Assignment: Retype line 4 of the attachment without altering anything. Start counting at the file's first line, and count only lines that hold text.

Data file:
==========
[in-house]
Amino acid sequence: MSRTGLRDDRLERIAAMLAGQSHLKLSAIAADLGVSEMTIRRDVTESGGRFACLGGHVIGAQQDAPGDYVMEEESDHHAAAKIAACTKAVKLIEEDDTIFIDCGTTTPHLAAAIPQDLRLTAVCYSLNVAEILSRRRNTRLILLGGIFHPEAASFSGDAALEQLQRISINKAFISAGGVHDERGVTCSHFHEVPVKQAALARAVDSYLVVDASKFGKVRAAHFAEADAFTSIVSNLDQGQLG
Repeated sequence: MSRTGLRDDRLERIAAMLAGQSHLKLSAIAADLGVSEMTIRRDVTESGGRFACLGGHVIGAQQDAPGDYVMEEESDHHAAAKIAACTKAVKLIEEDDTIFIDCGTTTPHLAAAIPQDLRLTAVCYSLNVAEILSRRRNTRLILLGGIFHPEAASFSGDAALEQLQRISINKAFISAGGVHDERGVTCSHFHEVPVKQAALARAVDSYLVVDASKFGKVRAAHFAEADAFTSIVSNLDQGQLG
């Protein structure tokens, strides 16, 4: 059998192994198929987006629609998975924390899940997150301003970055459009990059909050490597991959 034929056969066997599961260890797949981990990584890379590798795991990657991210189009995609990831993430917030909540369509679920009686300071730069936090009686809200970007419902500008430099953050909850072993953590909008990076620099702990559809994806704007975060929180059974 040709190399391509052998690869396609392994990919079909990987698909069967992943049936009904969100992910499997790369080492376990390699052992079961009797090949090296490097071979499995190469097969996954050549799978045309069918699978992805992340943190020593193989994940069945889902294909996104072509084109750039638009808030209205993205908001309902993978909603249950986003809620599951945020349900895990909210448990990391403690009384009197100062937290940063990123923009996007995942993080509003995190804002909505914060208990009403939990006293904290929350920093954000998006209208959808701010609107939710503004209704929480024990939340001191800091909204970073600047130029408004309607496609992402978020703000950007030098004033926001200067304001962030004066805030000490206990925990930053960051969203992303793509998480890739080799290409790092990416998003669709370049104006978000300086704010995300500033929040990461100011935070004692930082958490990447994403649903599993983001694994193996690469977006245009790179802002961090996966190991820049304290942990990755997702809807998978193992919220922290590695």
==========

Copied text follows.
């Protein structure tokens, strides 16, 4: 059998192994198929987006629609998975924390899940997150301003970055459009990059909050490597991959 034929056969066997599961260890797949981990990584890379590798795991990657991210189009995609990831993430917030909540369509679920009686300071730069936090009686809200970007419902500008430099953050909850072993953590909008990076620099702990559809994806704007975060929180059974 040709190399391509052998690869396609392994990919079909990987698909069967992943049936009904969100992910499997790369080492376990390699052992079961009797090949090296490097071979499995190469097969996954050549799978045309069918699978992805992340943190020593193989994940069945889902294909996104072509084109750039638009808030209205993205908001309902993978909603249950986003809620599951945020349900895990909210448990990391403690009384009197100062937290940063990123923009996007995942993080509003995190804002909505914060208990009403939990006293904290929350920093954000998006209208959808701010609107939710503004209704929480024990939340001191800091909204970073600047130029408004309607496609992402978020703000950007030098004033926001200067304001962030004066805030000490206990925990930053960051969203992303793509998480890739080799290409790092990416998003669709370049104006978000300086704010995300500033929040990461100011935070004692930082958490990447994403649903599993983001694994193996690469977006245009790179802002961090996966190991820049304290942990990755997702809807998978193992919220922290590695």